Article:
There are many different techniques that we can use to make educated guesses on the GMAT. Some techniques can work on a large percentage of questions; some will work only on very specific types of questions. I’ll discuss some of the most common below, but you should consider this just a starting point. As you study from now on, ask yourself: how can I eliminate wrong answers on this question? (Tip: it’s often easier to figure this out on questions you answered correctly; learn how to do it on questions you understand, then apply the technique to harder problems of the same type.)
Also, on GMAT Problem Solving questions, get into the habit of glancing at the answer choices before you start solving the problem. Certain characteristics can give you ideas about how to solve or how to make an educated guess—and you want to notice those things right away.
You may be able to use the first three techniques to get to a single (correct!) answer; for these three, you may decide to use one right from the start on some problems.
Estimation (Problem Solving and Sometimes Data Sufficiency)
Does the problem contain the word approximately or something similar? Are the numerical answer choices decently far apart? Is there a diagram, or could you draw one, that would allow you to estimate? Can you assess things in terms of more than half vs. less than half (this often works well on probability, sets, rates, work, fractions, percents)? Can you assess things in terms of positive vs. negative or greater than one vs. less than one (this often works well with number theory)?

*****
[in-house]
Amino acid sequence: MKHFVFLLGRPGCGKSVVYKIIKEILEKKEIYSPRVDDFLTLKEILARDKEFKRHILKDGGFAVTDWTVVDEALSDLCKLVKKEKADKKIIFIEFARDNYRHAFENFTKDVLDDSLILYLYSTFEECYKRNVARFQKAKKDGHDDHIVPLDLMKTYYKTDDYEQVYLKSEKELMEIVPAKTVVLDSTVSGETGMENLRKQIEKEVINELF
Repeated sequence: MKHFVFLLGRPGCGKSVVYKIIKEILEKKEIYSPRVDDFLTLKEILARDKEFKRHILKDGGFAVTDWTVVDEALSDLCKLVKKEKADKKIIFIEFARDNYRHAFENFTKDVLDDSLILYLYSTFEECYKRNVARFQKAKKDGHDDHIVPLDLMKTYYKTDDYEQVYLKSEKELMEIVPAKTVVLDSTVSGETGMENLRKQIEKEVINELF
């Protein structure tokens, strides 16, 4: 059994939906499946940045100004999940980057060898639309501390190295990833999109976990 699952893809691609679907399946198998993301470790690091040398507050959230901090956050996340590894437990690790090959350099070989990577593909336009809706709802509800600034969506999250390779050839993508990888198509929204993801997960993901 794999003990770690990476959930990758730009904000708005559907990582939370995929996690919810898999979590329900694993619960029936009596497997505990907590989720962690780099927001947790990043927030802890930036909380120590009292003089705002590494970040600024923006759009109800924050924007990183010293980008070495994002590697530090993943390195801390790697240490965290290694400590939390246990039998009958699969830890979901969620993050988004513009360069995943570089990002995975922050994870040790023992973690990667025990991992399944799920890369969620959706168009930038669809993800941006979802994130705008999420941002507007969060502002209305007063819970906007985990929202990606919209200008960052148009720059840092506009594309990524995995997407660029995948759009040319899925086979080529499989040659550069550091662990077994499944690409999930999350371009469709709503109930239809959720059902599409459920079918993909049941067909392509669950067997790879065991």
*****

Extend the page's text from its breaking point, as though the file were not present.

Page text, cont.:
If the answer to any of those question is yes, you can likely get rid of some answers by estimating. Practice when and how.
Try the Answers (Problem Solving)
Are the answers generally small, easy numbers? Try them in the problem! Start with B or D. After every choice, if that choice is wrong, try to determine whether you need a larger or smaller number. For example, let’s say that we try B first. It’s wrong and we can also tell that we need a larger number. A is smaller, so cross off A as well. Next, try D. It’s wrong, too, but we can tell that we need a smaller number. Therefore, the answer is C. If you can tell whether you need a smaller or larger number, then you never need to try more than two choices (B and D) in order to get to the answer.